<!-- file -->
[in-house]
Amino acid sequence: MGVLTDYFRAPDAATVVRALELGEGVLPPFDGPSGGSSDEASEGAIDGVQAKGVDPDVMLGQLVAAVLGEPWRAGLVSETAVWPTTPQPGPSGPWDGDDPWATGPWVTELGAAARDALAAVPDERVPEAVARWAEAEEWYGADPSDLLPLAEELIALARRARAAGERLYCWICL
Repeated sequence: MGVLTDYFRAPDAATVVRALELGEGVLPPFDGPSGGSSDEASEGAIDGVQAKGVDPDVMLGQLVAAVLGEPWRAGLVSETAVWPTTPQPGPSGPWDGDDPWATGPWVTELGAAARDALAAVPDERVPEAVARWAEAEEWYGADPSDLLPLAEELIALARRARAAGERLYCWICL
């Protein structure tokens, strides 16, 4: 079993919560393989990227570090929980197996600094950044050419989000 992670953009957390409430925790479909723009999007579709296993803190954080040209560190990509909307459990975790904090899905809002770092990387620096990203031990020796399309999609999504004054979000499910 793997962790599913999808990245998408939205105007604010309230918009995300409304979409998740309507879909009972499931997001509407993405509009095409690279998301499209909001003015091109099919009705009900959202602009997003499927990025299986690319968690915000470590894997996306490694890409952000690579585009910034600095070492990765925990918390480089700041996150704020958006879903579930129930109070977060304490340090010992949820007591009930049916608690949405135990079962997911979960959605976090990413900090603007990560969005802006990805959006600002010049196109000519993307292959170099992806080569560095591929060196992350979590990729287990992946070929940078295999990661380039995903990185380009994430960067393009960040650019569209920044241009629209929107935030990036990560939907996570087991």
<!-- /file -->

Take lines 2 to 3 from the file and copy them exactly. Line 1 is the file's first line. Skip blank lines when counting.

Amino acid sequence: MGVLTDYFRAPDAATVVRALELGEGVLPPFDGPSGGSSDEASEGAIDGVQAKGVDPDVMLGQLVAAVLGEPWRAGLVSETAVWPTTPQPGPSGPWDGDDPWATGPWVTELGAAARDALAAVPDERVPEAVARWAEAEEWYGADPSDLLPLAEELIALARRARAAGERLYCWICL
Repeated sequence: MGVLTDYFRAPDAATVVRALELGEGVLPPFDGPSGGSSDEASEGAIDGVQAKGVDPDVMLGQLVAAVLGEPWRAGLVSETAVWPTTPQPGPSGPWDGDDPWATGPWVTELGAAARDALAAVPDERVPEAVARWAEAEEWYGADPSDLLPLAEELIALARRARAAGERLYCWICL